Why not ditch Dutch?

Dozens of languages disappear, so why not ditch Dutch as well? Dozens of languages disappear every year, and English is taking over, so why not bite the bullet and wave bye bye to Dutch? suggests Leiden University professor of Chinese Linguistics Rint Sybesma. The English language takeover of Dutch higher education is creating all sorts of problems. We only need to look at the latest report on the subject. It’s doing the quality of our education no favours at all. The linguistic abilities of both teachers and students are failing to come up to the mark while the highly educated who find themselves a job in the Netherlands (losers) are making a hash of their Dutch. What it boils down to is that Dutch is becoming a bit of a nuisance. It is more trouble than it’s worth. So why not solve all our problems and simply abolish it. Job It won’t happen from one day to the next but with a bit of effort we could manage the job in two to three generations. And with the numbers of people willing to take up the cause who’s going to stop us? It...  More >

Eleven great things to do in August

From pride to paper miracles: 11 great things to do in August Spending your summer at home and looking for some tips for great days out? Here's some suggestions. Be proud The main event in August is Gay Pride or Pride Amsterdam, as it now inclusively styles itself. There are activities galore, such as the Drag queen Olympics and Bear Necessity (for extremely hairy men) with the Canal Parade on August 5 as an exuberant highlight. Until August 6, Amsterdam. Website Find love in Sloterpark On August 12 Amsterdam's Sloterpark becomes Loveland. The line-up includes Tale of Us, Ferro, Sad Girl and many, many others. Website Party on the beach The Northsea Summer Festival in coastal resort Katwijk aan Zee is a great family day out which combines music, activities like golf and fitness clinics, a Lego building competition and much more. Free. From August 4 to 12, Katwijk. Website   Check out some paper miracles The CODA Paper Art 2017 exhibition demonstrates the wondrous things artists can do with paper. Take Kumi Yamashita from Japan,...  More >

Amsterdam Noord: a bridge too far?

As Amsterdam rediscovers its north, should it be a tunnel or a bridge? Amsterdam wants to build two bridges over the IJ to link the district of Noord to the rest of the city. But business interests and central government say a tunnel would be better for everyone, including cyclists. Amsterdam is separated from its northern flank by the river IJ and for those without a car, the only way to reach Amsterdam-Noord from the rest of the city is by passenger and bicycle ferry - unless you take a bus. But Amsterdam-Noord is suddenly in: the Eye film museum, the multi-purpose 'skyscraper' A'dam Toren (formerly Shell Research), restaurants, hotels, meeting facilities, clubs and new residential complexes add to its appeal. Access is a big problem and the ferries are jam-packed as larger numbers of people head to the newly trendy north or into the city. The new metro line will run between the north of the city and Amsterdam Zuid from 2018 and that should ease some of the burden for pedestrians. But what about cyclists? Two bridges A bridge or a tunnel...  More >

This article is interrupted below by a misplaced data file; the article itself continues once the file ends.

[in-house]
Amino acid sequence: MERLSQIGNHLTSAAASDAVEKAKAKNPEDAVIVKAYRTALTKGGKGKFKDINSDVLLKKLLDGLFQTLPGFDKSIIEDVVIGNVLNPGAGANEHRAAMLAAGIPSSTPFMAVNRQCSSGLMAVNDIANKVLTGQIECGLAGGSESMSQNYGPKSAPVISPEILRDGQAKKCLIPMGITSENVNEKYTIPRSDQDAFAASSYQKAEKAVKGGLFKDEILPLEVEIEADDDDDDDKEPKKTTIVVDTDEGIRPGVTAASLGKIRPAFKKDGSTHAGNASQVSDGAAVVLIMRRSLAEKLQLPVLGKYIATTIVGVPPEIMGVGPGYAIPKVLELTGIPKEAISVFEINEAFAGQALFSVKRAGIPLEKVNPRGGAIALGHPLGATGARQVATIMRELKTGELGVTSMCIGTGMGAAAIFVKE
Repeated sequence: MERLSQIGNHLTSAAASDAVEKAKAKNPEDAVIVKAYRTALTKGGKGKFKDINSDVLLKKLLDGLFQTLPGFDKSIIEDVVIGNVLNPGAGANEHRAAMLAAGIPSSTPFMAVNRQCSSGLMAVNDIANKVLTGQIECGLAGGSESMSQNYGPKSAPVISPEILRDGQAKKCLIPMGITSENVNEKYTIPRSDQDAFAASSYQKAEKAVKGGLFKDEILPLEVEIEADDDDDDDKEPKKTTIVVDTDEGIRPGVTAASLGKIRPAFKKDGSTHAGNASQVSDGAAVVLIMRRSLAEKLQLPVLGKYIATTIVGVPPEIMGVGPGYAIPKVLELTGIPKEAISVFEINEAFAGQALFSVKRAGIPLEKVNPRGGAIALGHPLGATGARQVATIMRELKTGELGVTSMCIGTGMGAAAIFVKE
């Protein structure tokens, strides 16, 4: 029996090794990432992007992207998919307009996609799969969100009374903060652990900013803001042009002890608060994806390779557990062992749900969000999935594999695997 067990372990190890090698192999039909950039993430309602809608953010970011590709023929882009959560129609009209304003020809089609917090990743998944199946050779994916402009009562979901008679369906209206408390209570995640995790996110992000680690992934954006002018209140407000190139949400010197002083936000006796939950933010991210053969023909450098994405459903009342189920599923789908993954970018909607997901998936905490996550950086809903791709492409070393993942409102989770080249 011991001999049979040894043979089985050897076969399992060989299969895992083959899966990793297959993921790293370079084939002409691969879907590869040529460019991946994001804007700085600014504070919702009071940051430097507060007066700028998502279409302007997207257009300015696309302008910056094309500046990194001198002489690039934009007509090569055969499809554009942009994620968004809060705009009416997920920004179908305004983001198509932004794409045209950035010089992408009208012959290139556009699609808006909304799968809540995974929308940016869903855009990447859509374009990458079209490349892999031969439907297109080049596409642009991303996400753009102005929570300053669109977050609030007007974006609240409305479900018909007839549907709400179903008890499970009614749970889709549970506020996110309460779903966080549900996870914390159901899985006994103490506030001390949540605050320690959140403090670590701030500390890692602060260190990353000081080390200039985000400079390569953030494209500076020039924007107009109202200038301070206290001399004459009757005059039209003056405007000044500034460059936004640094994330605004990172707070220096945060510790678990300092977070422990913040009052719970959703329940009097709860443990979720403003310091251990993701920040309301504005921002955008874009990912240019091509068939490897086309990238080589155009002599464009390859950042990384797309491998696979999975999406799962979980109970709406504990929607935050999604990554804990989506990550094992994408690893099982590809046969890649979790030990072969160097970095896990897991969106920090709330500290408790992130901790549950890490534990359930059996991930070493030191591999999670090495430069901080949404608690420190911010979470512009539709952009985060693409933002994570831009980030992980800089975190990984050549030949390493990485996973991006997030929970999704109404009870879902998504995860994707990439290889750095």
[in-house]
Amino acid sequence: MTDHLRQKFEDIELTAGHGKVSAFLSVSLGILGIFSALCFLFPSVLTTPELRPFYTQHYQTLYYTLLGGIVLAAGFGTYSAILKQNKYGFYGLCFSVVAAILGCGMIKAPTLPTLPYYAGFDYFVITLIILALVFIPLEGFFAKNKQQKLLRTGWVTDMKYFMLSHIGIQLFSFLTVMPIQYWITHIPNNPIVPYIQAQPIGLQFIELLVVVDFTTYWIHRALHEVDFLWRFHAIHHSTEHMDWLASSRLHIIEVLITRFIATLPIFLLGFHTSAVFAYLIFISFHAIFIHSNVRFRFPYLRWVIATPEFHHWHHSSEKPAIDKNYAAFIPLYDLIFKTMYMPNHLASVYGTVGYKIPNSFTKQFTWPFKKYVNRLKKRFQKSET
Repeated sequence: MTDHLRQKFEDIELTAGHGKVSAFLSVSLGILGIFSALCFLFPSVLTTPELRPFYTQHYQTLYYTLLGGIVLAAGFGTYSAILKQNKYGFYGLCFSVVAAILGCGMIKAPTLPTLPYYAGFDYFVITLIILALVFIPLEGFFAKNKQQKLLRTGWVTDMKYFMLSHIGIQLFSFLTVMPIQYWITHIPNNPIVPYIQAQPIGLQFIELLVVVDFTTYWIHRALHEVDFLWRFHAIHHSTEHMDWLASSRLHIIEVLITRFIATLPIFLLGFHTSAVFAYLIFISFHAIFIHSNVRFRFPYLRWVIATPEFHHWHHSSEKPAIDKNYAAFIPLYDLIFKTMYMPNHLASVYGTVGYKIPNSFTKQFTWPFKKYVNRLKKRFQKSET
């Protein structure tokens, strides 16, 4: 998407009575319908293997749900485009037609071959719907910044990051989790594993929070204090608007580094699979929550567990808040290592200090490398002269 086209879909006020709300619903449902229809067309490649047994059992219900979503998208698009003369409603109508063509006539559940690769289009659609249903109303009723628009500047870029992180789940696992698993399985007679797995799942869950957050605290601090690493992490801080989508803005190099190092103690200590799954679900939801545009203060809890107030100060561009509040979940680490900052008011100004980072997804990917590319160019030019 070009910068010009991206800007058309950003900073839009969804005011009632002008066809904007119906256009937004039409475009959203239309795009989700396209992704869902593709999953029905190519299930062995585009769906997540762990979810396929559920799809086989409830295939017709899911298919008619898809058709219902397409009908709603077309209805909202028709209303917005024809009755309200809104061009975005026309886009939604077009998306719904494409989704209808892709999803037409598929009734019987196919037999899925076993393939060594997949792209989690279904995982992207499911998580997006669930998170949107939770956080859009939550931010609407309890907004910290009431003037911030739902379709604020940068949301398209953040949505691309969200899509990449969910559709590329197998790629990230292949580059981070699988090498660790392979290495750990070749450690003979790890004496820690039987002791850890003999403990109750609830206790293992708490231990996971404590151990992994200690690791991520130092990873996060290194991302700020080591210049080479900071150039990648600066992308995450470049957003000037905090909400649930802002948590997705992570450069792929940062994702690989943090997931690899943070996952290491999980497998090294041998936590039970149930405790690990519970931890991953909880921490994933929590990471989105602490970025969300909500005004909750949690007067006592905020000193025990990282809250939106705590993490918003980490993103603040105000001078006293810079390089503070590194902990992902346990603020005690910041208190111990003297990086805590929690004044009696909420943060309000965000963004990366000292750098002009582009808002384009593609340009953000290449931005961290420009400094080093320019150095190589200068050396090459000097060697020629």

An uhealthy obsession with statistics

The Netherlands has an unhealthy obsession with statistics Rankings praising the Dutch health system abound in the media but what do the results really say about the Netherlands?, asks DutchNews.nl editor Robin Pascoe. If you read the Dutch press, it cannot have escaped your attention that not so long ago the Dutch health service was again ranked one of the best in the world. We foreigners may moan about over-inquisitive receptionists when visiting our family doctor and the fondness for paracetamol, but in terms of our health we are actually lucky to be living here. Yes, in May, the Netherlands came in ninth place in a ranking of almost 200 countries by The Lancet magazine. The ranking was compiled by looking at how likely you are to survive various nasty diseases, including tuberculosis, whooping cough and measles – 32 different ailments in total. Contrast this then, with a survey published in early 2015 by Sweden’s Health Consumer Powerhouse. It put the Dutch health service at the top of a ranking of 36 different European countries...  More >